Also, am I right in thinking that American schools and universities demand a very strict formula for essays? I can guess that a 'thesis statement' is an introductory paragraph, but it's not a term I know, and it sounds like there's a very specific style of doing that introduction. The idea of providing a minimum number of citations per page seems oddly formulaic, too. It wasn't like that at all when I was at school and university in the UK: you could still get good marks even if you took a bit of a free jazz approach to essay writing, as long as your arguments were good. Obviously there were ways of scoring easy points - quoting from a recent article in an obscure journal rather than something on the reading list, parodying some extreme/unusual critical perspective, &c. - but sticking to a bog standard essay template wasn't required, and would probably mark you out as a bit of an unimaginative student.
posted by jack_mo at 3:22 AM on October 17, 2008 [1 favorite]


I hear you, Mitrovarr. While I agree that, ideally, university students would be doing their own work in order to become productive and competent employees, I also think that jb hits the nail on the head when she says this should be taught in grade school, never left until college (which it is for so many students). This is the root of the problem.
posted by chihiro at 4:24 AM on October 17, 2008


but sticking to a bog standard essay template wasn't required, and would probably mark you out as a bit of an unimaginative student.

That's what we do best here, jack_mo.

(Only half-kidding. Sob).
posted by bitter-girl.com at 5:12 AM on October 17, 2008


This sort of thing annoys and disgusts me. Not that someone can make a living doing it, but the idea that students are so desperate and clueless that they have to resort to this, or so disillusioned that they feel they can simply buy their way out of anything.

I've taught college kids that clearly should never have graduated high school. It's damn impossible to teach them how to write a coherent argument when half of them can't even follow basic rules of grammar. There is a failure in education well before the college level. Many, many students in college should not be there yet. An amazing number of college students would benefit from starting at a community college, taking the remedial courses that community colleges provide, before transitioning to a larger institution. Large universities simply do not have the resources to help students that need to learn basic skills. At the university I attended, it was fairly common knowledge that (for example) the intro level math course was a re-hash of high school algebra; if you didn't already know it, you wouldn't pass it, but you could take the pre-algebra course at the local community college first and it would really increase your chances of passing the university's intro course. I'm sure the same thing applies in writing courses.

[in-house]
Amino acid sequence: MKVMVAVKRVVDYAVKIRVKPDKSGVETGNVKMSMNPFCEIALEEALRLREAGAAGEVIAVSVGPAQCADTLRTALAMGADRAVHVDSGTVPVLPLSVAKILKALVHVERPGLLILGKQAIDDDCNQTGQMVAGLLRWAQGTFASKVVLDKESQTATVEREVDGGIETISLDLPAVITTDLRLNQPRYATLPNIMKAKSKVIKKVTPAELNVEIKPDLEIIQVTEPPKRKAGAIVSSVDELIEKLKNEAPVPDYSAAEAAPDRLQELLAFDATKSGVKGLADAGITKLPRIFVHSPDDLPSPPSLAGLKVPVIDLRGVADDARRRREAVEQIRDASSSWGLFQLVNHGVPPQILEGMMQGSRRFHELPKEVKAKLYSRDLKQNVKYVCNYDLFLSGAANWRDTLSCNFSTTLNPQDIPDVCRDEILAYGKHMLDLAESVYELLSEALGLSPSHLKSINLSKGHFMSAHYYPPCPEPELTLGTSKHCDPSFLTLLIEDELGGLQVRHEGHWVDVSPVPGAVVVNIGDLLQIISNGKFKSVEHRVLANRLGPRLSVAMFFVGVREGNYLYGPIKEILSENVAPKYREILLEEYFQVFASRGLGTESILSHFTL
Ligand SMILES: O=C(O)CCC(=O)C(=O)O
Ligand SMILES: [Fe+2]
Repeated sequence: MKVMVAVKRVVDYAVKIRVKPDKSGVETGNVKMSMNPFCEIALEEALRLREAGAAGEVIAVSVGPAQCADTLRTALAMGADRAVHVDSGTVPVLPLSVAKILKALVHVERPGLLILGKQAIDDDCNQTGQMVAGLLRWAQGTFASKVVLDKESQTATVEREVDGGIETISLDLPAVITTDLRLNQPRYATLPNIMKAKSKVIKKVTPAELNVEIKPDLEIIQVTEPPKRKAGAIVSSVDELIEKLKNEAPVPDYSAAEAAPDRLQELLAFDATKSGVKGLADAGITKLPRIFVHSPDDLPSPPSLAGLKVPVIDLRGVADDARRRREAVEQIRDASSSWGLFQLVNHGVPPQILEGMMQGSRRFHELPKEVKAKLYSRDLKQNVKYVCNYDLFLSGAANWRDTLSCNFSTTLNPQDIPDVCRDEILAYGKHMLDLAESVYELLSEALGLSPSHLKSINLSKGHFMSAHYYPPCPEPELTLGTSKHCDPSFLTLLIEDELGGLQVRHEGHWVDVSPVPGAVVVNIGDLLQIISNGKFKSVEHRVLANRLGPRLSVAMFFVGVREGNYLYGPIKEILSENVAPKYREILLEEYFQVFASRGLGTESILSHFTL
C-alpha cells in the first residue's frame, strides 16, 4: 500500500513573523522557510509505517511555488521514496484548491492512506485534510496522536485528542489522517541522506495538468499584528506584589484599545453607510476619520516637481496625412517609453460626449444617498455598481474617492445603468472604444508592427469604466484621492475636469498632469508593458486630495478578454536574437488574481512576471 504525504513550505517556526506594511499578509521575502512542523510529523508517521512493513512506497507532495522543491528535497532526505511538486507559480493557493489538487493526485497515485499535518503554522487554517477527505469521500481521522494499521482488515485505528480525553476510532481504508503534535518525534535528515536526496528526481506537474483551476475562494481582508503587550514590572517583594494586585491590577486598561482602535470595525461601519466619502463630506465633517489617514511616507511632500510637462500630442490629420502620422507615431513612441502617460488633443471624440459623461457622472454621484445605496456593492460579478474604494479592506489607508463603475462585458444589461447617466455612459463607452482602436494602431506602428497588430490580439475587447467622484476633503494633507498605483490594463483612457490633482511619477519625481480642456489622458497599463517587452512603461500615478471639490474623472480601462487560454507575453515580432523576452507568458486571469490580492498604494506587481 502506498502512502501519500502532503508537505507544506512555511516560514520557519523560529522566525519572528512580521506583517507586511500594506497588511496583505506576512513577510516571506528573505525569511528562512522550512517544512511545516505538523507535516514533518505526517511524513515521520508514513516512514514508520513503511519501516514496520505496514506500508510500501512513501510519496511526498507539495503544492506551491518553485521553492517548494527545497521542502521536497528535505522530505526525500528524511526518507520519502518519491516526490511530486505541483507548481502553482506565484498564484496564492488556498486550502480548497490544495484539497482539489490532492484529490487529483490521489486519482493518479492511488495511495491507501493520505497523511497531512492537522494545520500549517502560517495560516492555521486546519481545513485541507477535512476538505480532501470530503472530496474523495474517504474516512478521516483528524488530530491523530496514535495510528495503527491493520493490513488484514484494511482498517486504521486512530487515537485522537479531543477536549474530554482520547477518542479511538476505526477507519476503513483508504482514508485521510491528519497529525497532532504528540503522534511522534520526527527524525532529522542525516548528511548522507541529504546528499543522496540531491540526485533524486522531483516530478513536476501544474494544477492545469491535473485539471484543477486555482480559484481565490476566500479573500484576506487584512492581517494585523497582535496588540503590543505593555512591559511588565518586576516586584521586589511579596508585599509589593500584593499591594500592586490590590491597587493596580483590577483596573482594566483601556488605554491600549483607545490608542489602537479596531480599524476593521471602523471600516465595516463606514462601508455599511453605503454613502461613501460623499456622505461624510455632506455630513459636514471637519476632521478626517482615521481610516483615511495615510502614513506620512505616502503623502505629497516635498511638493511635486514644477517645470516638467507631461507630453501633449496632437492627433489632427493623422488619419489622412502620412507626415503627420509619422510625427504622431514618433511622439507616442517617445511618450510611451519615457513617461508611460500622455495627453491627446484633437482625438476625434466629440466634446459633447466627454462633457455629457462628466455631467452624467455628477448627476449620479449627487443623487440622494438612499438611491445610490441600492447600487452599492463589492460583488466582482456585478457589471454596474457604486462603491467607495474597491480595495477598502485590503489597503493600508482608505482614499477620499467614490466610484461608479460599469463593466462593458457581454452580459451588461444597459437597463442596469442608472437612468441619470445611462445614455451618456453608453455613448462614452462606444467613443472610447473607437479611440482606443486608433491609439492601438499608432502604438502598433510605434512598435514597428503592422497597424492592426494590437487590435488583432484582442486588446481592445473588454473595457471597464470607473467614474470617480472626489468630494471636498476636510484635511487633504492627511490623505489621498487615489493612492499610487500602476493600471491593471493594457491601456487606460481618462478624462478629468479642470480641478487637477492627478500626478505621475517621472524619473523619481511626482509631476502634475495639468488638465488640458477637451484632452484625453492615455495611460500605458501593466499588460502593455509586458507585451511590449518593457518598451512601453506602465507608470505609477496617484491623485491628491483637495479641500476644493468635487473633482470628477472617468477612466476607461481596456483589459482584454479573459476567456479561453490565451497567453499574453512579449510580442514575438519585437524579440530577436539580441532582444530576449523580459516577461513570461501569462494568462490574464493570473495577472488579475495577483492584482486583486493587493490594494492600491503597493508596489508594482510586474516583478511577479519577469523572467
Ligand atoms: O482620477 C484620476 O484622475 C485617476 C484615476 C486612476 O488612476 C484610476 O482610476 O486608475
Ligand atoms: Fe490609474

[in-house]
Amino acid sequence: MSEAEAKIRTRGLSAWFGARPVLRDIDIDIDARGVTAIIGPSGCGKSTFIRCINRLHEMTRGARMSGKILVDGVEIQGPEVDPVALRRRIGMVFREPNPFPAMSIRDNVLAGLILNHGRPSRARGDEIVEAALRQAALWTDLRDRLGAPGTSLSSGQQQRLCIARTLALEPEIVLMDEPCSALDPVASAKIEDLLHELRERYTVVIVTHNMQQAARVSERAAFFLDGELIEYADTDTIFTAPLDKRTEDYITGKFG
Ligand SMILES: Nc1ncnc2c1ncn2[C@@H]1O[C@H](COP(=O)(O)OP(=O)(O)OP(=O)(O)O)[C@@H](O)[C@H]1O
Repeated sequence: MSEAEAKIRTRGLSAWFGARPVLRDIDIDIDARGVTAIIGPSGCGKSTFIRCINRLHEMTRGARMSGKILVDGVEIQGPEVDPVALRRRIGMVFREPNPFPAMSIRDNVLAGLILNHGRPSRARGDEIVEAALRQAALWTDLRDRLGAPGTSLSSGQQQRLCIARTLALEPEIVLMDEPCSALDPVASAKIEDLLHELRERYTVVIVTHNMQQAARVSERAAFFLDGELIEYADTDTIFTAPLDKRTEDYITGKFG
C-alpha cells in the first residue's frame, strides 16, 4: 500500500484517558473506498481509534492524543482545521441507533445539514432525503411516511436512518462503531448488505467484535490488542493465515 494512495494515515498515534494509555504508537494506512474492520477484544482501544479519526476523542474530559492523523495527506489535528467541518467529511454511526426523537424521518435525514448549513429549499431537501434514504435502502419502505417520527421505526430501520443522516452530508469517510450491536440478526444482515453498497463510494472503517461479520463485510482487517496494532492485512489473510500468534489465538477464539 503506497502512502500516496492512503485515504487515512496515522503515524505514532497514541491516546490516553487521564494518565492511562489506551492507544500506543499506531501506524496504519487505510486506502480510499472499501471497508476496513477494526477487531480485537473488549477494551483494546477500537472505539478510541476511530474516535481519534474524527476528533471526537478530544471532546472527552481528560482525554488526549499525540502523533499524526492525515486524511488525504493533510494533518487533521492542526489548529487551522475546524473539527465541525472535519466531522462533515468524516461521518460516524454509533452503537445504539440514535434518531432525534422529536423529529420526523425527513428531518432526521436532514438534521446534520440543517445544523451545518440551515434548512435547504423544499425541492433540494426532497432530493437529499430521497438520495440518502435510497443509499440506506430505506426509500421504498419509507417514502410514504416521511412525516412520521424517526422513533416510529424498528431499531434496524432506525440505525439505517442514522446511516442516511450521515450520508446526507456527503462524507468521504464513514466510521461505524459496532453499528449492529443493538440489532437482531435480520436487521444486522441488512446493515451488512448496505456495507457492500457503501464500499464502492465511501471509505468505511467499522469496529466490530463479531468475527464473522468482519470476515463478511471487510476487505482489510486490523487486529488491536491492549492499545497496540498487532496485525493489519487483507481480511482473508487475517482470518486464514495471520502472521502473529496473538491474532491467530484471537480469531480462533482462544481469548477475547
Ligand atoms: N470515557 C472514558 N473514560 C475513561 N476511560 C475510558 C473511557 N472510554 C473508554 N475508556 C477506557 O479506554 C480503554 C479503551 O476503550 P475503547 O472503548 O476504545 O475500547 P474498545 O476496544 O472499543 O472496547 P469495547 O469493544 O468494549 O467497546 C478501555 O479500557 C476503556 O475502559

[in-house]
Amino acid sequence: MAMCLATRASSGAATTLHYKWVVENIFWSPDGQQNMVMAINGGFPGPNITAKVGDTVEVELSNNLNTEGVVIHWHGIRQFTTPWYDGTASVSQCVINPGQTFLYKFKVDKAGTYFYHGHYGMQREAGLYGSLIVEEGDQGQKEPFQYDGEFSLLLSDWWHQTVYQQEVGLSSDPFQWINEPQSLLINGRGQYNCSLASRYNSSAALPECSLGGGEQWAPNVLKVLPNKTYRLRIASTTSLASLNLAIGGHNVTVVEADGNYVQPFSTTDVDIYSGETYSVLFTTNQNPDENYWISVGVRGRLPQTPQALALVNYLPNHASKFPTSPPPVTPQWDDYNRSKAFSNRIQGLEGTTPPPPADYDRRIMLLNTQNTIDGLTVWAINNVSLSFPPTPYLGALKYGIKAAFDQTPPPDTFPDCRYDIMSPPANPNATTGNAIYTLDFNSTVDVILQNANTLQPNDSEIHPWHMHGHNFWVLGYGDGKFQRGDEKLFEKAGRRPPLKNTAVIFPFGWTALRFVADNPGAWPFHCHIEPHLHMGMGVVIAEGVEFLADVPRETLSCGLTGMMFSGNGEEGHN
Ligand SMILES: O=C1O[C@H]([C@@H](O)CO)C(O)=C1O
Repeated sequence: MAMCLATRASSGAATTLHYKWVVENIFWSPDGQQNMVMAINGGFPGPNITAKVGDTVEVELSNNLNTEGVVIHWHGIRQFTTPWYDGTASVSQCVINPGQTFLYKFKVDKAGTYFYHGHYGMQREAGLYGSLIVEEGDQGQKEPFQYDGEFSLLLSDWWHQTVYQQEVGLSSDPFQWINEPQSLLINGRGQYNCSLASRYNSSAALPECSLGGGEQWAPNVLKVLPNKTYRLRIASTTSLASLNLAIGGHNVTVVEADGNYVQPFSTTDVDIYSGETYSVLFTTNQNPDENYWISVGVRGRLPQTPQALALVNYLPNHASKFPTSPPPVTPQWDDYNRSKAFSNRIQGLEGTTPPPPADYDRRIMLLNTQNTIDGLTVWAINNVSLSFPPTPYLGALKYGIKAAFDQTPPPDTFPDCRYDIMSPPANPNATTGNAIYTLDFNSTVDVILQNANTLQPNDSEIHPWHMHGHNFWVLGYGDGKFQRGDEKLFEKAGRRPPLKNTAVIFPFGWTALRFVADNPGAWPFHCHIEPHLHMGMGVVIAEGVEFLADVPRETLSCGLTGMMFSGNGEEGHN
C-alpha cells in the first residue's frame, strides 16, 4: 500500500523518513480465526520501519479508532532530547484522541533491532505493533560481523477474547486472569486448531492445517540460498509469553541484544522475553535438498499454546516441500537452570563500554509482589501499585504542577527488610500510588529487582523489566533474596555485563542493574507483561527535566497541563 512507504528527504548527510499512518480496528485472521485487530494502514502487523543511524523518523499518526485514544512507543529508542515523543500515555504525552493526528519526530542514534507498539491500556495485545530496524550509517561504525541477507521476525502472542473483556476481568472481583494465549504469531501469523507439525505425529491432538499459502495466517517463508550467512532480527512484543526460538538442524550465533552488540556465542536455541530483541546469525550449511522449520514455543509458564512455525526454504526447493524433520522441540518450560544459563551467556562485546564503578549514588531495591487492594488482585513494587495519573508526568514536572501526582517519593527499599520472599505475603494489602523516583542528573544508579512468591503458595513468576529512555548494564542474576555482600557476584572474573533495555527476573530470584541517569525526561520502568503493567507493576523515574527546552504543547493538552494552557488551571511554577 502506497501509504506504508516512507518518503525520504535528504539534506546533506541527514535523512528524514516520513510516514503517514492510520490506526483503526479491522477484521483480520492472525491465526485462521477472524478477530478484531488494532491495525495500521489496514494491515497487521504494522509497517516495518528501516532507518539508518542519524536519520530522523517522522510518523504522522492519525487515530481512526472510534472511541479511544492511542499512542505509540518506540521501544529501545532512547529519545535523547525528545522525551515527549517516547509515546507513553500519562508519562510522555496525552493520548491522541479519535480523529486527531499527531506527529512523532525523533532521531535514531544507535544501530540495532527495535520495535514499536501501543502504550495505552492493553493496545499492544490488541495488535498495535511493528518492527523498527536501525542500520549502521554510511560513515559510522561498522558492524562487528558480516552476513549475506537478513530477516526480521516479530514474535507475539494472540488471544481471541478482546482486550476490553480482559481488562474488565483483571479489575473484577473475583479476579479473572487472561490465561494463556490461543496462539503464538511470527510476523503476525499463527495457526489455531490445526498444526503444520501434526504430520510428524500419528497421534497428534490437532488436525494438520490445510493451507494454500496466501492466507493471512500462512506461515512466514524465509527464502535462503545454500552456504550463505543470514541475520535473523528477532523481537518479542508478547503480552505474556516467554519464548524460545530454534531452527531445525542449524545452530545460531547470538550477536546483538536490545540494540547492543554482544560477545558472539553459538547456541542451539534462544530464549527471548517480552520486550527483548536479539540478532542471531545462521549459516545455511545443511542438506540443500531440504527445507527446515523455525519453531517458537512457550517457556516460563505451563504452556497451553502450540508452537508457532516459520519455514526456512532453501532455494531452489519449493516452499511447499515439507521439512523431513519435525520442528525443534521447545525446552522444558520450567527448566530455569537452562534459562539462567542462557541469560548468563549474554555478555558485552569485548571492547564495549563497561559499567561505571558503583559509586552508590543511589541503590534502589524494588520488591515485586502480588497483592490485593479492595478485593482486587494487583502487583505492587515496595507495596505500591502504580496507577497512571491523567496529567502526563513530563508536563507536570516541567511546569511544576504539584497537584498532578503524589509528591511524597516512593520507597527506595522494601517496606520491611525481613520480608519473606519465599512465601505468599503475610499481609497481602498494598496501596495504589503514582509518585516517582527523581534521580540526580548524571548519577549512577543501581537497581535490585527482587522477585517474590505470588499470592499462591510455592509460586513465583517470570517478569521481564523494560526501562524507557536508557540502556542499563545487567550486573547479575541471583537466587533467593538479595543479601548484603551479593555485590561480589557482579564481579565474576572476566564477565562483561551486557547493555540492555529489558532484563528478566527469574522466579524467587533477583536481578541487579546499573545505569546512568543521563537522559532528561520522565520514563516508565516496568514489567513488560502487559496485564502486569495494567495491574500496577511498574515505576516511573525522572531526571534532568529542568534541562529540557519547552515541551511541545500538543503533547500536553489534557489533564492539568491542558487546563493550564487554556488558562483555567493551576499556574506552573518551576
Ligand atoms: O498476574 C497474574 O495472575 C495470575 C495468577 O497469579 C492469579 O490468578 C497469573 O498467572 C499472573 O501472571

Also, the only real way to stop the kids from cheating is to make them do the writing in class, in front of you, unsupported. As in "OK, today we're going to write a thesis statement. Take the readings we just discussed, and write one paragraph stating a position, and how you plan to support that position, as if you were beginning to write an entire paper."

Then you get the fun of dissecting the statements together, and discussing as a group why some are thesis statements and some are not...
posted by caution live frogs at 6:09 AM on October 17, 2008 [1 favorite]


Hoo boy.

Reminds me of an employee I had at my last job. Dude couldn't write a simple email to save his life. Seriously. Could not form a proper sentence. And he wasn't a stupid guy. Wasn't even someone for whom English was a second language. Eventually, I had to confront him about it, because the emails he sent out to the rest of the company made my department look bad. I was like, "Didn't they make you write stuff in college?" To which he responded, "Yeah, but I always had someone edit my papers for me." And at the time, I thought, "Wow, this dude totally fucked himself out of an education." But, upon reading articles like this, I find myself thinking more along the lines of, "Well shit, at least he tried to write, and didn't just buy his essays wholesale."